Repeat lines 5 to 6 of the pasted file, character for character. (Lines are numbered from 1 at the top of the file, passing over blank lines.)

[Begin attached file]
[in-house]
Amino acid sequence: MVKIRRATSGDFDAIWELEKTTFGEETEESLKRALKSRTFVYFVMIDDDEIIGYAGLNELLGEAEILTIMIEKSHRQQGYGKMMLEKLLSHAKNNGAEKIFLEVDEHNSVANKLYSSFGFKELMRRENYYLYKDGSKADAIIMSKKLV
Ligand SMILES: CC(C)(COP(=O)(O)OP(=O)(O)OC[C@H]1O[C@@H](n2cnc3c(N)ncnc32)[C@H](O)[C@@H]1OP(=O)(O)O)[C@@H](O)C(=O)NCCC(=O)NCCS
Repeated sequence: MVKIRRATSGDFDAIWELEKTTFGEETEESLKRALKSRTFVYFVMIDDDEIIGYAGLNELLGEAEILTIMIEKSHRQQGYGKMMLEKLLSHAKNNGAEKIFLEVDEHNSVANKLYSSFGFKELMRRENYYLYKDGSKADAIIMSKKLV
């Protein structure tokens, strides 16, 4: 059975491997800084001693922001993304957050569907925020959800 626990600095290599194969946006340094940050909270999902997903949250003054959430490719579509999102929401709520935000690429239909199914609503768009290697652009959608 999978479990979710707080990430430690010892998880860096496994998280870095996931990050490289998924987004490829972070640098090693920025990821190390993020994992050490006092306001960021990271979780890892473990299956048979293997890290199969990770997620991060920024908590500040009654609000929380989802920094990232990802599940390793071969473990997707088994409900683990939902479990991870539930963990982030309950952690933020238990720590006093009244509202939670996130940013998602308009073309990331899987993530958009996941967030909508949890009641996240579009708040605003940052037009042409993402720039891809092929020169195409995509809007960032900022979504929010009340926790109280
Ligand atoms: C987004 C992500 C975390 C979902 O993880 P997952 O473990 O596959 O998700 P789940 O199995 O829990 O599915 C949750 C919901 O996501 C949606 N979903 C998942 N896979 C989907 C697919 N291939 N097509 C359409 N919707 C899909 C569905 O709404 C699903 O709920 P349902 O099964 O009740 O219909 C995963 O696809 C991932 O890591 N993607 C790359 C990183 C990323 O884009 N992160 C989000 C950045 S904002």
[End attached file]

């Protein structure tokens, strides 16, 4: 059975491997800084001693922001993304957050569907925020959800 626990600095290599194969946006340094940050909270999902997903949250003054959430490719579509999102929401709520935000690429239909199914609503768009290697652009959608 999978479990979710707080990430430690010892998880860096496994998280870095996931990050490289998924987004490829972070640098090693920025990821190390993020994992050490006092306001960021990271979780890892473990299956048979293997890290199969990770997620991060920024908590500040009654609000929380989802920094990232990802599940390793071969473990997707088994409900683990939902479990991870539930963990982030309950952690933020238990720590006093009244509202939670996130940013998602308009073309990331899987993530958009996941967030909508949890009641996240579009708040605003940052037009042409993402720039891809092929020169195409995509809007960032900022979504929010009340926790109280
Ligand atoms: C987004 C992500 C975390 C979902 O993880 P997952 O473990 O596959 O998700 P789940 O199995 O829990 O599915 C949750 C919901 O996501 C949606 N979903 C998942 N896979 C989907 C697919 N291939 N097509 C359409 N919707 C899909 C569905 O709404 C699903 O709920 P349902 O099964 O009740 O219909 C995963 O696809 C991932 O890591 N993607 C790359 C990183 C990323 O884009 N992160 C989000 C950045 S904002």